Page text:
James May has become one of Amazon’s go-to docuseries hosts because he presents a combination of skills that are actually pretty rare. He’s funny, of course, but he’s also curious and humble, emphasizing the fact that he’s just a guy who’s there to learn and ready to be fascinated by what he sees. In the third season of his travelogue series, May travels across India to see how people live in the amazingly diverse country.
JAMES MAY: OUR MAN IN INDIA: STREAM IT OR SKIP IT?
Opening Shot: A shot of Mumbai Harbor. A boat comes in, and we see the loping, grey-haired figure of James May walking through the port as he gets off the boat.
The Gist: Like in the first two seasons of the Our Man In… series, James May — co-host of The Grand Tour and the original iteration of Top Gear, among dozens of other shows — will travel through India and try to get more of an in-depth picture of the daily lives of the people there. Unlike the first two seasons, where he traveled the length of both Japan and Italy, he will be traversing what he calls “the most colorful country on the planet” from its west to its east coast, starting in Mumbai.
As in every season of this series, May is assisted by local residents who help him navigate his surroundings. In Mumbai, he meets up with comedian Aditi Mittal, who has put together a stand-up showcase of the city’s young comedians, many of whom point out the tall Brit and make colonization jokes. They go to the comedy club in what May calls “the wheel-deficient auto rickshaw,” and Aditi claims she’s one of the most relaxed people in the city because she doesn’t know how to drive.
He then goes to Dharavi, which is known as “the slum of Mumbai,” a “rabbit warren” of buildings, semi-paved roads and about 800,000 people packed in just over one square mile. It was where Slumdog Millionaire was shot, and May is amazed at how industrious and entrepreneurial the people who live there are. He finds a business that melts down junk plastic for recycling, a place that makes thousands of “disposable” clay cups for drinking tea per day, and a leather factory. He also carries around a 360-degree camera to shoot the bustling area as he tries to find his way around.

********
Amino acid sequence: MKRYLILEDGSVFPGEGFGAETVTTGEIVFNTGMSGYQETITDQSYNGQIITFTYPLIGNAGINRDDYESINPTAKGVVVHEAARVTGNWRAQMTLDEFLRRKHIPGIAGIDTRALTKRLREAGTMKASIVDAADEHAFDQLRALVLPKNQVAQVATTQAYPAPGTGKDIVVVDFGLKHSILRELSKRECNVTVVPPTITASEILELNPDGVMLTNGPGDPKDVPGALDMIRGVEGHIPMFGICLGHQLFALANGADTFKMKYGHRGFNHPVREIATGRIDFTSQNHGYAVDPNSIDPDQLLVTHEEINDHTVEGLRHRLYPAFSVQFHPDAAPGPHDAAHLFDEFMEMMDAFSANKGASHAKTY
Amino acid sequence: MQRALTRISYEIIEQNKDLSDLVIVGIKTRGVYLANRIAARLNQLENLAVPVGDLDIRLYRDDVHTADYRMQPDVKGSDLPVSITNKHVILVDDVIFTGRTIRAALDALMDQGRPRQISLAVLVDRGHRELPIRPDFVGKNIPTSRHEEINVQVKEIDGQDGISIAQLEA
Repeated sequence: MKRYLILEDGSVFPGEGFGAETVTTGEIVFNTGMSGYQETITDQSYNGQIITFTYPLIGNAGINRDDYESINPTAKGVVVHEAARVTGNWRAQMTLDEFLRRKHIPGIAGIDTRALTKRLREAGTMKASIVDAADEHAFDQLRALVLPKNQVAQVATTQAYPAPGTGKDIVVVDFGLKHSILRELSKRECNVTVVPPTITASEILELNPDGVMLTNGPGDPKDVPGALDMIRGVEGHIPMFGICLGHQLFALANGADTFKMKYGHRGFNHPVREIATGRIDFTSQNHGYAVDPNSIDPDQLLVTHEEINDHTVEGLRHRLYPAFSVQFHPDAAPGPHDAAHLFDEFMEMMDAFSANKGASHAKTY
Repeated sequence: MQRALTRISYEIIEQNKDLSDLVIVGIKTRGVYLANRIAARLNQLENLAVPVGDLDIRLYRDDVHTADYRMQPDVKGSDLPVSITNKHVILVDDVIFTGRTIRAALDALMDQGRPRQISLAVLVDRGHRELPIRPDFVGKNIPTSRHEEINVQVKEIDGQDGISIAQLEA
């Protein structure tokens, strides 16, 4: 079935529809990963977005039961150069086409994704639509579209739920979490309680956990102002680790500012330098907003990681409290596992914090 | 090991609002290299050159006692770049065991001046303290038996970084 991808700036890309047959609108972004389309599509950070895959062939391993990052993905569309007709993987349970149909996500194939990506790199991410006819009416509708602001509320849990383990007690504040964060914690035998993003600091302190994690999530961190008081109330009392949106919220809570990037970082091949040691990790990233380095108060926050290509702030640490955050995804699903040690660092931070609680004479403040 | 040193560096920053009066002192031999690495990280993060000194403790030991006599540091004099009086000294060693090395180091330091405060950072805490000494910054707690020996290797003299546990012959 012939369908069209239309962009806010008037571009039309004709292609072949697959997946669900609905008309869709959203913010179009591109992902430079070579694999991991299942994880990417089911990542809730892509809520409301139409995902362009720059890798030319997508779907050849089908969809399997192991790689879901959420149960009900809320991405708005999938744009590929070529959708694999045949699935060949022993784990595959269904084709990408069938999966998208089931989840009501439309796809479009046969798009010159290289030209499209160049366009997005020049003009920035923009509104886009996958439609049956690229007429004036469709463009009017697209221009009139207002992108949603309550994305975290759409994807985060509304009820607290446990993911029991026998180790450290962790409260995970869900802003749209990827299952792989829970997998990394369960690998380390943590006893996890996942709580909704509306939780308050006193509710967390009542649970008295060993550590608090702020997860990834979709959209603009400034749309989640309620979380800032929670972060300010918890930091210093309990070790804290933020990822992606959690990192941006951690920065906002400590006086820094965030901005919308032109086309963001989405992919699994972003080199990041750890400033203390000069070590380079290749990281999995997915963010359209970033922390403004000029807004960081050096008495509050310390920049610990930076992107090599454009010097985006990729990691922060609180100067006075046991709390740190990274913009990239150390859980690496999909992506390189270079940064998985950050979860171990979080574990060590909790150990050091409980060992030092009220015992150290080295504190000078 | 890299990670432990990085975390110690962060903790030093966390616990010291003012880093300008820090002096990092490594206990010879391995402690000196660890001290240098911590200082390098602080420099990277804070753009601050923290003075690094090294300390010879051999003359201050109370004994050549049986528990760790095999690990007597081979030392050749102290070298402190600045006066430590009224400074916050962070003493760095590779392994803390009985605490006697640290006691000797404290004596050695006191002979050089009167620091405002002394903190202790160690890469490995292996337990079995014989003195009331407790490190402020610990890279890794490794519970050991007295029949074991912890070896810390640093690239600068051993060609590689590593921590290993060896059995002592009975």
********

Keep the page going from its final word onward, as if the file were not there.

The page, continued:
After May and Aditi visit a man who paints old-school Bollywood posters at a classic movie theater, then gets his fortune read, he takes a 500-mile ride to the city of Udaipur, where he braves a pop-up wind and rain storm while watching a master kite flier. Then the holiday of Holi gets underway with bonfires set throughout the city, and then a celebration in the streets the next day, where he and the other people celebrating throw around dye powder, covering May, his crew, and the camera in a rainbow of colors.
What Shows Will It Remind You Of? The Our Man In… series is reminiscent of travel series from the late Anthony Bourdain or even shows like The Reluctant Traveler, with the wry, self-deprecating sense of humor May has displayed on the shows he’s hosted.
Our Take: May fully admits that India, especially in cities like Mumbai, “always seems to be trying to beat you up” if you’re a Westerner. We’re just not use to the pace and the chaos that is just everyday life for Indians. But, like many Brits, the country is an endless source of fascination to him, and with a population of over 1.4 billion people, there is a massive amount of diversity in both the population as well as the geography and what the country has to offer.
The India season is only three episodes, compared to the six episodes in the seasons he traveled in Japan and Italy. Given that, despite May’s west-to-east trip this time around vs. the north-south orientation of his first two trips, there’s still a whole lot of ground to cover. Because of the shorter season, it seems like there may be fun moments and worthy parts of the country that never see the light of day.
What has always been the best part of the series, though, is May and his self-deprecating manner. He’s always aware that he’s the visitor, and he tends to be respectful of the people he’s walking around with, as well as the people he encounters in his travels. His jibes are always self-directed, and it’s evident that he’s not just using the scenery and people as props for his own self-aggrandizement. That’s not always the case with travel shows like this, and this humble approach always comes off better than the alternative.
Sex and Skin: None.
Parting Shot: May, as he’s looking at a sunset over Udaipur, tells the audience he’s flattered by their attention to the show, then jokes that if the viewers is bingeing the show, “I’ll see you in about 15 seconds.”
Sleeper Star: We really like Aditi Mittal, who always had a funny line and a great laugh at the ready.
Most Pilot-y Line: None, really.
Our Call: STREAM IT. The reason why James May: Our Man In India works is that May is curious, witty and humble, a fantastic combination for the host of a travel series.
Joel Keller (@joelkeller) writes about food, entertainment, parenting and tech, but he doesn’t kid himself: he’s a TV junkie. His writing has appeared in the New York Times, Slate, Salon, RollingStone.com, VanityFair.com, Fast Company and elsewhere.